Eatery - The Palace Grill (CA)
8 E Cota St, Santa Barbara, CA 93101
Pricing - $$/$$$ | Dining - Casual | Cuisine - Cajun/Creole
We needed to do it. We saw that there was a Cajun/Creole restaurant in Santa Barbara, and my friends and I decided it was necessary to visit. Not only that but there were rave reviews about how friendly Palace Grill was. That sounds like reason enough to drop by. Located right off of State St, the restaurant is easy enough to find and its loud, welcoming atmosphere welcomes everyone in right away. The decor inside is definitively inspired by New Orleans and the culture, making it a good time to be had by all. We went through the extensive menu and decided that we needed to not only get some of their most popular items but also to encourage the jokey and friendly staff to share with us their favorites.
To start off the evening, every table gets a basket of miniature muffins in a variety of flavors. Because they seemed so small, we each quickly devoured our pieces of each to get the full array of each type. Then we opted to order something they are known for - their Cajun Crawfish Popcorn ($MP - dipped in cornmeal buttermilk batter, flash-fried, and served with a creamy sherry wine sauce). These morsels were not as crispy as I had imagine that they'd be but their seasoning gave a true Cajun profile to each. There were also quite a lot of these little hefty tails which were only enhanced by the creamy sauce. After having a few, I worried that they would start getting too salty but was glad that they were being shared. That way, you can enjoy them without inhaling too much salt (and fry oil at that!).
But of course, my trying to watch my intake went out the window when the three of us decided the best way to experience a lot of Palace Grill's offerings was to order the "All the Best" Platter ($75 for 2 - blackened salmon pontchartrain topped with crawfish tails, spicy crawfish etouffee, soft shell crabs, Caribbean coconut shrimp, and Louisiana bread pudding souffle with whiskey cream sauce). Composed of a variety of Palace Grill favorites, this impressively large platter came out with much aplomb and satisfied us thoroughly. If you're curious, the descriptions for each of the savory pieces follow: Blackened Fresh Scottish Salmon ($25 - served with jalapeno Beurre-Blanc), Crawfish Etouffee ($22 - tender Louisiana crawfish tails prepared in classic etouffee style, smothered in bell peppers and onions in traditional shrimp stock with dark roux and plentifully garnished with green onions), Louisiana Soft Shell Crabs ($30 - soft shell crabs stuffed with Bienville crabmeat dressing, lightly dusted with cornmeal flour, flash-fried, and served with jalapeno Beurre-Blanc), and Caribbean Coconut Shrimp ($11 - jumbo prawns dipped in housemade beer batter, rolled in fresh coconut, flash-fried, and served with marmalade horseradish dipping sauce).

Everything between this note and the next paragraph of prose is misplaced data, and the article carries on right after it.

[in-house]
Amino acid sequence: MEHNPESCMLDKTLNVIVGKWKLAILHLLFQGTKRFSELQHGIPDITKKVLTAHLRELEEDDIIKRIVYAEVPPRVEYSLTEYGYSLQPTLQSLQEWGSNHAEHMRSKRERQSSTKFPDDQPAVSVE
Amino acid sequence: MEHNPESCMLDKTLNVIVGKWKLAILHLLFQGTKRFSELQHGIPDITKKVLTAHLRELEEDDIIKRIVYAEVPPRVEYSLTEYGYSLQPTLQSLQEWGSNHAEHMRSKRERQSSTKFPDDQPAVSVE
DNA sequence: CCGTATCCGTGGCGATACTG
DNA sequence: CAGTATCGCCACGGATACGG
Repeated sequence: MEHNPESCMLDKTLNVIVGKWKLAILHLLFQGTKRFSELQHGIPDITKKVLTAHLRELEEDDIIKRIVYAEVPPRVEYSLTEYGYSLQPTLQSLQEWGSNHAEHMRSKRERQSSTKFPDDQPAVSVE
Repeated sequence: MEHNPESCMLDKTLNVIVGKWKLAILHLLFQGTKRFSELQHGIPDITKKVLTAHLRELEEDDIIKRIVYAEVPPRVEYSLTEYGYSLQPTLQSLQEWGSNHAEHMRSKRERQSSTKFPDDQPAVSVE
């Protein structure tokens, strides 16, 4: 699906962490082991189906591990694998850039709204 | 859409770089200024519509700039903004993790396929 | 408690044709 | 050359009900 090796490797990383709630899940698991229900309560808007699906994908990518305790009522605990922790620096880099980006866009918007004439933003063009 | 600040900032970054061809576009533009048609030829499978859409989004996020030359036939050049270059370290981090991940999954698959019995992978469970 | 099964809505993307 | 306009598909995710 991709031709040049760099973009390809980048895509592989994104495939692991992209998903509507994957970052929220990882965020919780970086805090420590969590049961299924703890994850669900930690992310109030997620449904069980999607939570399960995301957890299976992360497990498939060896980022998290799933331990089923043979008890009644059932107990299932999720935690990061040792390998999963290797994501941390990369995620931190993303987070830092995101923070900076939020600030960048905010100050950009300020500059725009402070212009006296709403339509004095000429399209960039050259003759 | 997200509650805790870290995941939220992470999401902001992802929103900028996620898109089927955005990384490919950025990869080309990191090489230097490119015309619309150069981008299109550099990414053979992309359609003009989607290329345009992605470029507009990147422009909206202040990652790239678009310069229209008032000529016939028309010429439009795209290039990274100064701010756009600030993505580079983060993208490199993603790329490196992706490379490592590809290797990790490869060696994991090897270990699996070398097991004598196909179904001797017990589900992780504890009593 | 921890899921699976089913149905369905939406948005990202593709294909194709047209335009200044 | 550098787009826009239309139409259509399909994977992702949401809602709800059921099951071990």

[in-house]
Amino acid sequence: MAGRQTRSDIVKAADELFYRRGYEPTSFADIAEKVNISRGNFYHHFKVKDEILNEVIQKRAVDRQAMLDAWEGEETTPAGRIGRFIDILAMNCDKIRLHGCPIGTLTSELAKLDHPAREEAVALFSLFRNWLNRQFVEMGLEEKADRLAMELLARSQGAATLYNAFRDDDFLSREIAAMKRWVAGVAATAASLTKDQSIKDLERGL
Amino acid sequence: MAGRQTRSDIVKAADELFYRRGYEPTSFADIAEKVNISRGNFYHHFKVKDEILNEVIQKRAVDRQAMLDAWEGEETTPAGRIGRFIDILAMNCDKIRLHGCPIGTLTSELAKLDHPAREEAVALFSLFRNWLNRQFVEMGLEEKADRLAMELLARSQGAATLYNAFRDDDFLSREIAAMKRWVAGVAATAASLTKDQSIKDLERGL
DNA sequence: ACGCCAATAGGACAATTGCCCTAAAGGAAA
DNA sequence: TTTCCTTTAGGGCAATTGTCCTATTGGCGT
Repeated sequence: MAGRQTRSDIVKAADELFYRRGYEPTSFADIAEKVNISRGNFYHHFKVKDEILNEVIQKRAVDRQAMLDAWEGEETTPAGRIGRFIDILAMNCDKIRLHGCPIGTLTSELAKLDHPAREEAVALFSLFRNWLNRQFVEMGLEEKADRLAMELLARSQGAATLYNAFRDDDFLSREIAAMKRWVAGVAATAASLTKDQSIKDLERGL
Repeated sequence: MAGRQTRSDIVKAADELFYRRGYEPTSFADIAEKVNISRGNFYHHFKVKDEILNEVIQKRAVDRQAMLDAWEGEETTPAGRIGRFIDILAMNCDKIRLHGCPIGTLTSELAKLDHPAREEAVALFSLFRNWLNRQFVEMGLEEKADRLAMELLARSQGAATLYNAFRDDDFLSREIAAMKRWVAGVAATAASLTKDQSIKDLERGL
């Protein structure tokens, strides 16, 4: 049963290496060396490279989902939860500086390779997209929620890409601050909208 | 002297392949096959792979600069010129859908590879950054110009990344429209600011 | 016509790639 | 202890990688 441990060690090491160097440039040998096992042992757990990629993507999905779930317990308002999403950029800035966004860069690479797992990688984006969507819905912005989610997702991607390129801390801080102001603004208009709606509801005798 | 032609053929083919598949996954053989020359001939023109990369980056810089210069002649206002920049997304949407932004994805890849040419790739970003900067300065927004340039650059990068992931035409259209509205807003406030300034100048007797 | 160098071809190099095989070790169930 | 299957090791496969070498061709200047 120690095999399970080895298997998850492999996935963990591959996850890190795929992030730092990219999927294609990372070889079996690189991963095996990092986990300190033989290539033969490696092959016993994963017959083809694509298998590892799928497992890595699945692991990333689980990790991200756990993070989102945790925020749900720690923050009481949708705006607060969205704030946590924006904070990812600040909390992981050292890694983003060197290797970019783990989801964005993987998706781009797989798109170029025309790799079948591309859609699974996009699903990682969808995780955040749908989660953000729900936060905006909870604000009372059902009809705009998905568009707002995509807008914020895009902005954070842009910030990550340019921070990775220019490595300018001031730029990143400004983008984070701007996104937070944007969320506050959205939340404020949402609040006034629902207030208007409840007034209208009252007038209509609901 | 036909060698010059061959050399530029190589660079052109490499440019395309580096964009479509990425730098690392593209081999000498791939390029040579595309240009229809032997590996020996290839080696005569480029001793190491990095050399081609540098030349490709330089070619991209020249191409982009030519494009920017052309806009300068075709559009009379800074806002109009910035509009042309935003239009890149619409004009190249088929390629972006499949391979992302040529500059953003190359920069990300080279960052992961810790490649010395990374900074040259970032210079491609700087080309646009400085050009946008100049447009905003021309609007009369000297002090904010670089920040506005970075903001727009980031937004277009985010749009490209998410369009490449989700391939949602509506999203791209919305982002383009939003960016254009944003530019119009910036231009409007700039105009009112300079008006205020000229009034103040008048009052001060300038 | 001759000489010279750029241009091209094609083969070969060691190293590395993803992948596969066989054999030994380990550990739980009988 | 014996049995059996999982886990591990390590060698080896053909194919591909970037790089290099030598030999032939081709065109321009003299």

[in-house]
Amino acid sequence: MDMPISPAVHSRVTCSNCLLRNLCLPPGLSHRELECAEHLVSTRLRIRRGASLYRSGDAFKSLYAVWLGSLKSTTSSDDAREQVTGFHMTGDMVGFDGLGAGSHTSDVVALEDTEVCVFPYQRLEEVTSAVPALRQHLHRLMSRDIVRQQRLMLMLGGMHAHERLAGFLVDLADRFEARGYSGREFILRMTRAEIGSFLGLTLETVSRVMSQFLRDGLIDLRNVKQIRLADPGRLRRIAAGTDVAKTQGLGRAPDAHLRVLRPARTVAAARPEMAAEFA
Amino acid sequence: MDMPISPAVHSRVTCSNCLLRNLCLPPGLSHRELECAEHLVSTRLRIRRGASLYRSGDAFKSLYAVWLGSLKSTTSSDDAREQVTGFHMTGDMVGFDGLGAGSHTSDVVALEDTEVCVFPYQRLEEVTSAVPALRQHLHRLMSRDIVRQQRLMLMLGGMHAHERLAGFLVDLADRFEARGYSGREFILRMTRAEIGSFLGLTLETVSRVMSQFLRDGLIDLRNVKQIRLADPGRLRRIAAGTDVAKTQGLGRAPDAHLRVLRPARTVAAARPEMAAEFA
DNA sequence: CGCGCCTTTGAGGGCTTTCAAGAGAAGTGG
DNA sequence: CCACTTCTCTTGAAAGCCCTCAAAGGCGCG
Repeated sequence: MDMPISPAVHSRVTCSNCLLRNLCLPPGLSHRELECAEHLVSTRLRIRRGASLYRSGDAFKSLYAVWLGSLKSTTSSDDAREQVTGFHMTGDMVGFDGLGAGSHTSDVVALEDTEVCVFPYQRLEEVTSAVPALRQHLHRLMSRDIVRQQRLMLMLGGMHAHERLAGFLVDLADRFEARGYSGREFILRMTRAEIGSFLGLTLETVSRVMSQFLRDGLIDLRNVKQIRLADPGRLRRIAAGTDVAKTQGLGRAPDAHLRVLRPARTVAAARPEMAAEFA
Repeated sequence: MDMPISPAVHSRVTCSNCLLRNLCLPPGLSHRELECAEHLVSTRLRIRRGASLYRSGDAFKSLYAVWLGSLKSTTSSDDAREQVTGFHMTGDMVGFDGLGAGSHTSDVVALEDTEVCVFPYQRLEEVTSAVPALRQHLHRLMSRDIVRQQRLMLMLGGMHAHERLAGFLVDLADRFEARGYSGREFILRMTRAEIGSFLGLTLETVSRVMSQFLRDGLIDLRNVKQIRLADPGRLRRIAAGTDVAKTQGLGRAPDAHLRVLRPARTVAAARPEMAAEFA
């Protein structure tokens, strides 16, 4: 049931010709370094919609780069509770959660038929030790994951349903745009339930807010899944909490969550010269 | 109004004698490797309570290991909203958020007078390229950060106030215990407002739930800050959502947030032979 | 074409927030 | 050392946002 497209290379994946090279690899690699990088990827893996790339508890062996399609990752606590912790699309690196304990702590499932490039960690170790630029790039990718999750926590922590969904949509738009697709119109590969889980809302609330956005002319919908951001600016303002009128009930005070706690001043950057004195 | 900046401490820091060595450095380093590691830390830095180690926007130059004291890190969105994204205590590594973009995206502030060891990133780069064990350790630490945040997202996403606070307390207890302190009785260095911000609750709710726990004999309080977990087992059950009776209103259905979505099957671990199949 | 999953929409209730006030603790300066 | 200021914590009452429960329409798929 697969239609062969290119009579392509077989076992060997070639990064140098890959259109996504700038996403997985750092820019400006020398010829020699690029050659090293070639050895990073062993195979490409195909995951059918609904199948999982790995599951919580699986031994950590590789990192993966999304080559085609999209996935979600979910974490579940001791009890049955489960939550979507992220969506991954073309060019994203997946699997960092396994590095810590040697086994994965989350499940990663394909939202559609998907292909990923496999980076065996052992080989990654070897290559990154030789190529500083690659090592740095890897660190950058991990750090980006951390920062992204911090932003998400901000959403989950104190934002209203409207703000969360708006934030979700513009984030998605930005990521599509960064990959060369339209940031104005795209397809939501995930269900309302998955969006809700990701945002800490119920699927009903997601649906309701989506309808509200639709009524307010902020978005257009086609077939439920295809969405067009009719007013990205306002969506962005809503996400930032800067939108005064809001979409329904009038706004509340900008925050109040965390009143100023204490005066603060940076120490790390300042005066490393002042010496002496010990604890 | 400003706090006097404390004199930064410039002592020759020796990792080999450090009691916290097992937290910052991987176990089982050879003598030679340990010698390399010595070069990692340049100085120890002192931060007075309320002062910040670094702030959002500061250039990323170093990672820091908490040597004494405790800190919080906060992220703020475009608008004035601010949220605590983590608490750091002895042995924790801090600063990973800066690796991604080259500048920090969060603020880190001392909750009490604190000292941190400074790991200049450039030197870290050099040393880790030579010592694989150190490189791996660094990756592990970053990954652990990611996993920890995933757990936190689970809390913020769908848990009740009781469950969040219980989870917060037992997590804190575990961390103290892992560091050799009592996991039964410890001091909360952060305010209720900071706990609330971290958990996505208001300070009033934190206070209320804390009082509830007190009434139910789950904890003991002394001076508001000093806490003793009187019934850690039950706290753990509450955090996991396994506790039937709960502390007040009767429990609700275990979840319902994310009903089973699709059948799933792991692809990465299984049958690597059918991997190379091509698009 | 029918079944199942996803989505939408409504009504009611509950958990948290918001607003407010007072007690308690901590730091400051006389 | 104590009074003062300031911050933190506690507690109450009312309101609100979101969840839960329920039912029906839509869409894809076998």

The salmon was a generous portion considering this was a sampler-style platter. It was simple yet flavorful and smothered in a sauce that managed to not be overwhelming in flavor. The etouffee was not as spicy as expected but still had a zip and represented the namesake well. As for the soft-shell crabs, there were slightly different from a typical presentation of soft-shell crab because of the cornmeal flour. I'm accustomed to it in a flour-based batter but the cornmeal gave an interesting texture to each piece. These and the coconut shrimp were my favorite of the platter because the fry was done well and the balance of flavors between savory and slightly spicy and/or zesty finished each bite off deliciously.
At this point, we were quite stuffed like the soft-shell crabs but the other much-raved about part of Palace Grill from others is their dessert. Specifically, the Louisiana Bread Pudding Souffle ($8.50 - blend of souffle and bread pudding laced with Grand Marnier and raisins, served with whiskey cream sauce) gets everyone talking. Once ours came out, it was apparently why. The waiter had remembered that we noted it was our first visit there so took the liberty of decorating our dessert plate in chocolate writing as a welcome. Bonus? We could use the chocolate to swish our souffle through. The whiskey cream was just heavenly that went with this interesting hybrid of bread pudding and souffle. It was certainly a heavy dessert but one that ended the experience well. We also happened to be in the restaurant at the time of an impromptu sing-along with the rest of the diners there. What a jovial atmosphere! It's a definite must-visit if you go to Santa Barbara, if not for the food, for the people.
Photography by Minerva Thai.